The city of Arrecife feels like a Latin American city not a European city. It is a port town with pedestrian streets and shops. The architecture is Spanish Colonial mixed with the 50’s and 60’s modern apartment buildings. After bumming around town and some shopping we return our little car, decide to have a Havana Club Rum at a local bar before we hitch a ride back to the Puerto Calero.

Downtown Historic Fort of Arrecife

Downtown Arrecife

The sun is almost set, the lavendar mountains are in front of us and the ocean sits ahead. We will be sailing in that direction to the next island tomorrow. After battening down the hatches and a little organizing, we go to sleep. We have an early departure out of Puerto Calero tomorrow.

Sunsets behind "Argo" our transportation to Fuerteventura tomorrow.

Fuerteventura and Grand Canary

Sailing from Puerto Calero, Lanzarote to Punta Morro Jable, Fuerteventura

13 hours

The 13 hour sail started out smooth. As we left the beautiful island of Lanzarote behind and had smooth seas ahead, it looked to be a promising sail. Even better? I would see land the whole time! In the distance we see the mountains of Fuerteventura, our next island destination.

Fuerteventura coastline

Small villages dot the treeless coastline that has dramatic black cliffs dropping into the ocean. Since the Canaries are the first pieces of land that the ocean meets after 1000’s of miles of momentum, on Fuerteventura, most of the people live on the south side of the island to protect them from wind.  After about 8 hours of sailing we see some sport fishing boats headed toward what we think is the marina we see on our map.  Gran Tarajal. The next stop is about 4 hours of sailing away along the coast – 4 hours closer to the next island as well – so we decide to press on. The sun still high in the sky we might make it before we lose sunlight. At around 6pm we hit are a beam a narrow part of the island that is known for its microclimate. The winds build up and over the mountainside and produce up to 40 mile and hour wind gusts, literally out of nowhere… as waves start to hit the boat and water splashes on board, we put on the rain gear and literally batten down the hatches! On our right there is a dip in the mountain range which funnels extremely strong winds onto the beach and water. The wind, so strong, chops up the water immediately on meeting it again.  When the boat begins to rock back and forth and the wind begins to howell, even though we see land – it seems far away… A few rocky hours later it is dusk, we are close to our final destination as we search for the sea wall of the marina – the sea had calmed, it is dark and as we try to make out the port’s entrance! There it is! The green light we were looking for and  then BOOM! The wind picks up again…. Manuel has read in the guide that this was a difficult marina to enter during the day and without wind! We had both working against us as we searched for the entrance – kranked the engines and avoided the breakers and sea walls on either side.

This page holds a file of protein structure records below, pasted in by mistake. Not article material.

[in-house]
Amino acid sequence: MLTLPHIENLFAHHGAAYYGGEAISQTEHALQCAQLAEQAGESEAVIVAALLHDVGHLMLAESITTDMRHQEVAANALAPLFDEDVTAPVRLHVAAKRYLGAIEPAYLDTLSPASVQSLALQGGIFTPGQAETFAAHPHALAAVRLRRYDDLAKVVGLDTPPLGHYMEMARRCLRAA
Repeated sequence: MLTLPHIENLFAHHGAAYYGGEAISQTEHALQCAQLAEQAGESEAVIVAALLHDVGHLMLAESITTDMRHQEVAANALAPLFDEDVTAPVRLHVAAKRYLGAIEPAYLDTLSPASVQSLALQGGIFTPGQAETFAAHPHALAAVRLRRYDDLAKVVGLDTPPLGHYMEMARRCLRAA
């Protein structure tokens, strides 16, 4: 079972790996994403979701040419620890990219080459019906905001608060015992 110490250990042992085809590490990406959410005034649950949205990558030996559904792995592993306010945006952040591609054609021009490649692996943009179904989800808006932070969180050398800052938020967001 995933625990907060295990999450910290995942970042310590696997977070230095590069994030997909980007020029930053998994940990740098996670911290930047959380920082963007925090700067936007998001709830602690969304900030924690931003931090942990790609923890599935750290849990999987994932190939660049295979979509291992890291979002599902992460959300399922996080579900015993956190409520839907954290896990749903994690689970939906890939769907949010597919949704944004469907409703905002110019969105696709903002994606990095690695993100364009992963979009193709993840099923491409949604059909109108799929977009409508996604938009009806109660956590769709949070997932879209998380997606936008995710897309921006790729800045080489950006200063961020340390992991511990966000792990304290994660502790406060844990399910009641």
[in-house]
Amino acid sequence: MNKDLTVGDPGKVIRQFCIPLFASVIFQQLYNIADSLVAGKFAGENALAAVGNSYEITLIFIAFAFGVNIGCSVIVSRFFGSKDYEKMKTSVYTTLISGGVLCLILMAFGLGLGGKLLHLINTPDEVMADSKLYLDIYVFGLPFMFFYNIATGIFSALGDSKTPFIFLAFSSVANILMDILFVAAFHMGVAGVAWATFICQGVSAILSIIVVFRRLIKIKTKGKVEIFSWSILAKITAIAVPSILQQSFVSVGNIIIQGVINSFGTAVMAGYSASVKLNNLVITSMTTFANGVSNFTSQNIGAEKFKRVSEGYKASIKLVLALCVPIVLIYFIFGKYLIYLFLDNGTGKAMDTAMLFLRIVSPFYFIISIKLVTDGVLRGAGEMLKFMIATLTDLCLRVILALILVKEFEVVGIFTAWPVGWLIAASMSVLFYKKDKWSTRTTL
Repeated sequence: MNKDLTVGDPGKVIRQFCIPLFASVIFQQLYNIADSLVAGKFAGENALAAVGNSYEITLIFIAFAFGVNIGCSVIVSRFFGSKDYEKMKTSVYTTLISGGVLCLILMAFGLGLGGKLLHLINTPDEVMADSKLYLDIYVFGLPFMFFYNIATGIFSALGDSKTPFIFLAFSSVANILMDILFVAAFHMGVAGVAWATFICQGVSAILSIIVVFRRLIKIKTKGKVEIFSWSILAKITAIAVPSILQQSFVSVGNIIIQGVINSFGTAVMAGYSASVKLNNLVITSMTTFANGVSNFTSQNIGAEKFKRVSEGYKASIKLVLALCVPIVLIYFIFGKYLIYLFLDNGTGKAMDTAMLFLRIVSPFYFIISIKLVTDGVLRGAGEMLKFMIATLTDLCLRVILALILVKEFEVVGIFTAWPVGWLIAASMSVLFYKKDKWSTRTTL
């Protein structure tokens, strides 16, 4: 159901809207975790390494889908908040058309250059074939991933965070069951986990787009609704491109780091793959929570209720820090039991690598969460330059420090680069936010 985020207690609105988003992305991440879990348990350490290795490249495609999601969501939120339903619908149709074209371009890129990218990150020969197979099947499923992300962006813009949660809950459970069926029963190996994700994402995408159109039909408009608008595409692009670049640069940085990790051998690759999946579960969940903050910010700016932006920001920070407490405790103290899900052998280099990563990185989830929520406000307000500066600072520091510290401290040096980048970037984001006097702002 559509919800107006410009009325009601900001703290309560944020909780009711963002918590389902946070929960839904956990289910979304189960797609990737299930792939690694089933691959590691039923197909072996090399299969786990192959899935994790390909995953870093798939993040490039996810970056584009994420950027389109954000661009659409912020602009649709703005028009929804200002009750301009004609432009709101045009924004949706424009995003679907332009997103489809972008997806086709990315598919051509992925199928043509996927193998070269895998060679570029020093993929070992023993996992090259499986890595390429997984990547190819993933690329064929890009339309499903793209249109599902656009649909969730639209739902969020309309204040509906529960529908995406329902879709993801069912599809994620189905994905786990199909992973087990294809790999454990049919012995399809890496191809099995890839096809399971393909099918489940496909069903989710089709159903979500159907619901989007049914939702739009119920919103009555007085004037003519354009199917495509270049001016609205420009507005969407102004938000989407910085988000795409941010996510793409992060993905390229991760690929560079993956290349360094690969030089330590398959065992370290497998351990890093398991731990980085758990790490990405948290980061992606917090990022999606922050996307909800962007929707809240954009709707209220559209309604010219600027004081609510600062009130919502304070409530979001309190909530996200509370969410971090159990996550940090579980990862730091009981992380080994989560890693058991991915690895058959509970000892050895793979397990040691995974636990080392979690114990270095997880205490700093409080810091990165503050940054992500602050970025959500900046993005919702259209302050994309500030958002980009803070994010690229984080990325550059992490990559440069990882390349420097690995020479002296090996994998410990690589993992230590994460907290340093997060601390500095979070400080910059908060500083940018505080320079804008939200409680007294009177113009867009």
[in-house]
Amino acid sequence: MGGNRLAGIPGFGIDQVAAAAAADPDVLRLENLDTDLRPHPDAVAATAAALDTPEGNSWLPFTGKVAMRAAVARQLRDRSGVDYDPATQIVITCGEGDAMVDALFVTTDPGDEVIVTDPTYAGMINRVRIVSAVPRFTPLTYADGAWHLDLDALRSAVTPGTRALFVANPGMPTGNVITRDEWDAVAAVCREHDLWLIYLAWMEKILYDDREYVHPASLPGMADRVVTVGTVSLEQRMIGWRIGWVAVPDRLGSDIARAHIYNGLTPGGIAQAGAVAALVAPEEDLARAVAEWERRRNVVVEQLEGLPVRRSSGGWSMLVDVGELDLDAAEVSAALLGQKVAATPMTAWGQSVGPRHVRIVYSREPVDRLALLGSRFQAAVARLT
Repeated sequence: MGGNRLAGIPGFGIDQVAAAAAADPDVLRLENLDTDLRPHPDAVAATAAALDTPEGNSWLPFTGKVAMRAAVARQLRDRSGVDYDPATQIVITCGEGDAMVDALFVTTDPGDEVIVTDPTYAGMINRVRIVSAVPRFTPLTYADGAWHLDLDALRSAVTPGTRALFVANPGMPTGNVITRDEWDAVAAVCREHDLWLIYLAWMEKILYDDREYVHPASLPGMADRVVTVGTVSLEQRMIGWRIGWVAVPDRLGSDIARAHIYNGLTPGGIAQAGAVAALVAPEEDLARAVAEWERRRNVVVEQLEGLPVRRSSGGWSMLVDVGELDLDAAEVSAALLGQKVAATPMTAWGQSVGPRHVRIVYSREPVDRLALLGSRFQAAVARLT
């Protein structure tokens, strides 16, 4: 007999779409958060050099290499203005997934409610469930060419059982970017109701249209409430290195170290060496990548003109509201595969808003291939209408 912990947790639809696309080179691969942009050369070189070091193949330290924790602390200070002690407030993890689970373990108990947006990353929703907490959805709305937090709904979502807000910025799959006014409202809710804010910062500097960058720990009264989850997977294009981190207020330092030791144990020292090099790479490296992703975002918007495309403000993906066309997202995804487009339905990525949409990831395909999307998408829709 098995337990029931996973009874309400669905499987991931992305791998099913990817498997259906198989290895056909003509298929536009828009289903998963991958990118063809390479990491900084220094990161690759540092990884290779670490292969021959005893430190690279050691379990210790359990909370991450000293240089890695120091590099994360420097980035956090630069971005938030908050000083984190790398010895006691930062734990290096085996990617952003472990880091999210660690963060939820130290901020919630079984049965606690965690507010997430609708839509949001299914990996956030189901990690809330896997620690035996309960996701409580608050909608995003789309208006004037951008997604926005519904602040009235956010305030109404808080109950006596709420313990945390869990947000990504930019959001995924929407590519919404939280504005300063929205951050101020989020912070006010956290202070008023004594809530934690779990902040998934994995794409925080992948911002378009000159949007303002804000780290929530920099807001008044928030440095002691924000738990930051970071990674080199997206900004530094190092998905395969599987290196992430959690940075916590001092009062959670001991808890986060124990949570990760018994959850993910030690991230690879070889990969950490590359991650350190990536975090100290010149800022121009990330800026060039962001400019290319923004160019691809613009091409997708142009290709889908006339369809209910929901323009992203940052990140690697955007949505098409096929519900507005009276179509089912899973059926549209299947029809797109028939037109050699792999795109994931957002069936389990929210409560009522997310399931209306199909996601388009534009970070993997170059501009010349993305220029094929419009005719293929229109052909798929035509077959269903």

Our arrival to the Marina at Punto Morro Jable might have been the talk to the town. We arrived during the night which always proves to be more difficult to dock and with the gusts of winds blowing us around we had a recipe for drama.